All of you Bhikshus, seek quietude, the Unconditioned peace, and happiness. You should be apart from confusion and disturbances, and dwell alone in seclusion. People who dwell in quietude are reverenced by the heavenly ruler Shakra and all the gods. For this reason you should renounce your own group and other groups, and dwell alone in seclusion in order to contemplate the basis for the cessation of suffering. If you delight in crowds, you will undergo a lot of affliction. It is like when a flock of birds gathers in a great tree, it is in danger of withering and collapsing. One who is bound and attached to the world drowns in a multitude of suffering, like an old elephant sunk in mud, who is unable to get himself out. This is known as seclusion.

All of you Bhikshus, if you are vigorous no affair will be difficult for you; for this reason all of you should be vigorous. It is like a small stream flowing for a long time which is able to bore through stone. If, on the other hand, the mind of one who cultivates frequently becomes lax, it is like trying to make a fire by friction but resting before there is any heat; though one wants to make a fire, the fire is difficult to obtain. This is known as vigor.

All of you Bhikshus, seeking for a Good and Wise Advisor, or for a wholesome benefactor, does not compare with mindfulness. If you do not neglect mindfulness, none of the thieves of the afflictions can enter you. For this reason all of you should constantly collect the thoughts in your mind. If you lose mindfulness you will lose all merit and virtue. If your power of mindfulness is firm and strong, though you enter among the thieves of the five desires, they cannot harm you. It is like entering a battle wearing armour, thus there is nothing to fear. This is known as mindfulness.

All of you Bhikshus, if you collect your mind, it will be concentrated. Because the mind is concentrated, the production and destruction of the appearances of dharmas in the world can be known. For this reason, all of you should constantly and vigorously cultivate concentration. If you attain concentration your mind will not be scattered. It is like a household that uses its water sparingly and is able to regulate its irrigation ditches. One who cultivates concentration is also the same way; for the sake of the water of wisdom he well cultivates dhyana concentration so it doesn't leak away. This is known as concentration.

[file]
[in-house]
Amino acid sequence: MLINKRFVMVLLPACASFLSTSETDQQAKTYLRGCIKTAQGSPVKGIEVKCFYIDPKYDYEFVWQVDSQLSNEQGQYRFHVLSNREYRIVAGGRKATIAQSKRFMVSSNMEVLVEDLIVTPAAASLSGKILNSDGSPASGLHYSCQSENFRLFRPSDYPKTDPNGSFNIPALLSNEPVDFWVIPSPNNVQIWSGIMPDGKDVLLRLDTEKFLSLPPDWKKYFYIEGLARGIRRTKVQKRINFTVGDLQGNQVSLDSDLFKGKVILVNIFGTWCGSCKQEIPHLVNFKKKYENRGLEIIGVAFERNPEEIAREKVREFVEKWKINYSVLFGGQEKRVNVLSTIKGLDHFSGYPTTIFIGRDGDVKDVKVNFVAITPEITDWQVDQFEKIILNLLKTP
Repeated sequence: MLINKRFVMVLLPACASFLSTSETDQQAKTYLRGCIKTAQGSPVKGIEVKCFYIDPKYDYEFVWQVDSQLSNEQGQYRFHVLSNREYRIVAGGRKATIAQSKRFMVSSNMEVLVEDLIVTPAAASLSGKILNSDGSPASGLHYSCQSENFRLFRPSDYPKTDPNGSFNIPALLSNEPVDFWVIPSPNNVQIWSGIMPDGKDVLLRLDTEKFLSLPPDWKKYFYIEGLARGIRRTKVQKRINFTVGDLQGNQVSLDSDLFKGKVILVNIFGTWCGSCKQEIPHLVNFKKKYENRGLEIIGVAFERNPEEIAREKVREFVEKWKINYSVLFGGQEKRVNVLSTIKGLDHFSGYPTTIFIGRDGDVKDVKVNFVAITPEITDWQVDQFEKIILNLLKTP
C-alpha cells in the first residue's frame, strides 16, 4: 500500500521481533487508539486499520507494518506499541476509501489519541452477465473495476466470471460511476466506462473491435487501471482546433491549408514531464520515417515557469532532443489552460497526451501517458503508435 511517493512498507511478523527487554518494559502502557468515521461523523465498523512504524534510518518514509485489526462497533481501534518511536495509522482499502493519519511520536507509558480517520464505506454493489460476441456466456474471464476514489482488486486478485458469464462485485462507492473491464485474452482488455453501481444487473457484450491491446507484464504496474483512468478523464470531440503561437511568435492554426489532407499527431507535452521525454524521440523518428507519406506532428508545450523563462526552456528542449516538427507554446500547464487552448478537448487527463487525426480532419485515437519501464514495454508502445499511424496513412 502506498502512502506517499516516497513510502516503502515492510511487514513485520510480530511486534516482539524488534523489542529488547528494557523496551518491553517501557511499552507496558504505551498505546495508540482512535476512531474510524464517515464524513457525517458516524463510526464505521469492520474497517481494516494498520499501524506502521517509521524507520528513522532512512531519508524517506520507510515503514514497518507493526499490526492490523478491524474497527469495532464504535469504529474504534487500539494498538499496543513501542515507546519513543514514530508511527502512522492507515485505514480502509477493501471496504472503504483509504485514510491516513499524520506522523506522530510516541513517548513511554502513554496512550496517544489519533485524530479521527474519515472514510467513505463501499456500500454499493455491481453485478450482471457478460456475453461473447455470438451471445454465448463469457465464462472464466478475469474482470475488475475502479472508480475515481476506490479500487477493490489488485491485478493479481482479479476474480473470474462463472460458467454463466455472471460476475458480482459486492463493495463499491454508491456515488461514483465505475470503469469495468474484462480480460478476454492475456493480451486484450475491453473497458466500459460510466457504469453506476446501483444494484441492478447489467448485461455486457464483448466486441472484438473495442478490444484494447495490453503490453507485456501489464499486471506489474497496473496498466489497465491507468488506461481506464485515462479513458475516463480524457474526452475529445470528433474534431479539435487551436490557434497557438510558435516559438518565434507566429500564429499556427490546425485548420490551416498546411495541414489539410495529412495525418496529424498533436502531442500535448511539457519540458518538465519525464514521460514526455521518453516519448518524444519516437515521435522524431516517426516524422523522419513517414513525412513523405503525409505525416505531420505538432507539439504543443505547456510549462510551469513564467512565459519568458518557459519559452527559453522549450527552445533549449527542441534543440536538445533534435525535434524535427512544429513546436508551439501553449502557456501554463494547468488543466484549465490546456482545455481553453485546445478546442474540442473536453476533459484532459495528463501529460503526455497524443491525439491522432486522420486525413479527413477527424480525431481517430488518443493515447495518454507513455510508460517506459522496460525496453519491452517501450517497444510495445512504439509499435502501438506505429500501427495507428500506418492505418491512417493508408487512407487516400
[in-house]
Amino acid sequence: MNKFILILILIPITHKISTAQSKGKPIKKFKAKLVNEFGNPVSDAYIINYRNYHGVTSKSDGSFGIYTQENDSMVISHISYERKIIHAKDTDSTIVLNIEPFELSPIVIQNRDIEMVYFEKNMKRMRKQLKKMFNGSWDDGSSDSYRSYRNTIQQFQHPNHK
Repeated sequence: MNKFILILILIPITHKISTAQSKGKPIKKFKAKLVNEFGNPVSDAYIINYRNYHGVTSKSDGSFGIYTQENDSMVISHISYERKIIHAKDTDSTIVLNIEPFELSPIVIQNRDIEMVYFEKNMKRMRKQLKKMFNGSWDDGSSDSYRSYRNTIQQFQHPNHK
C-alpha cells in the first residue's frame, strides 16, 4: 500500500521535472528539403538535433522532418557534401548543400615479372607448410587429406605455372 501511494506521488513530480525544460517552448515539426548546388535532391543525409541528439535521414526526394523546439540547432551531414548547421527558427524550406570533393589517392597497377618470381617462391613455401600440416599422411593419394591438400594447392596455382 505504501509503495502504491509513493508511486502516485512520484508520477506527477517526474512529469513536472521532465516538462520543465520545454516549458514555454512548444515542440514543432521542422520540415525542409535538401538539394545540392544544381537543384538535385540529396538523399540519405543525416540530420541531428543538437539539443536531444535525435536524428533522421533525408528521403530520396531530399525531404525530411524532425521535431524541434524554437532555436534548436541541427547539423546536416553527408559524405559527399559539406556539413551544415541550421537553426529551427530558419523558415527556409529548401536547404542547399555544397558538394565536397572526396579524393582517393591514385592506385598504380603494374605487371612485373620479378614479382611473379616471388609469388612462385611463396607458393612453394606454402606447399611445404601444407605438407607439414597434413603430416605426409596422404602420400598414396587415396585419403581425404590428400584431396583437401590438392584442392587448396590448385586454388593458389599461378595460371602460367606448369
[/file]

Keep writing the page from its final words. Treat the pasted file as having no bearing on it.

All of you Bhikshus, if you have wisdom, you will be without greed or attachment. Always examine yourselves, and do not allow yourselves to have faults, for it is in this way that you will be able to obtain liberation within my Dharma. If one is not like this, since he is neither a person of the Way, nor a layperson, there is no name for him. One with wisdom has a secure boat for crossing over the ocean of birth, old age, sickness, and death. Wisdom is also like a great bright lamp in the darkness of ignorance, a good medicine for those who are sick, and a sharp axe for cutting down the tree of afflictions. For this reason all of you should increasingly benefit yourselves by learning, considering, and cultivating wisdom. Even though a person only has flesh eyes, if he has illuminating wisdom, he has clear understanding. This is known as wisdom.

All of you Bhikshus, if you have all sorts of idle discussions, your mind will be scattered, and even though you have left the home-life, you will not attain liberation. For this reason, Bhikshus, you should quickly renounce a scattered mind and idle discussions. If you wish to be one who attains the happiness of still tranquillity, you only need to be good and eliminate the evil of idle discussions. This is known as not having idle discussions.

All of you Bhikshus, with respect to all merit and virtue, you should always have a single purpose. Relinguish all laziness as you would leave a hateful thief. That which the greatly compassionate World Honored One has explained for your benefit is already finished; all of you need only to practice it diligently. Whether you are in the mountains, in a desolate marsh, beneath a tree, or in an empty and quiet dwelling, be mindful of the Dharma you have received and do not allow it to be forgotten. You should always exert yourselves and practise it vigorously. You don't want to reach the time of death and be filled with remorse because of a life spent in vain. I am like a good doctor who understands illnesses and prescribes medicine. Whether it is taken or not is not the responsibility of the doctor. Moreover I am like a virtuous guide who points out a good path. If those who hear of it do not walk down it, it is not the guide's fault.

All of you Bhikshus, if you have doubts about suffering and the other Four Truths, you may quickly ask about them now. Do not harbour doubts and fail to clear them up.
At that time the World Honored One repeated this three times, yet no one asked him a question. And why was this? Because the assembly did not harbour any doubts.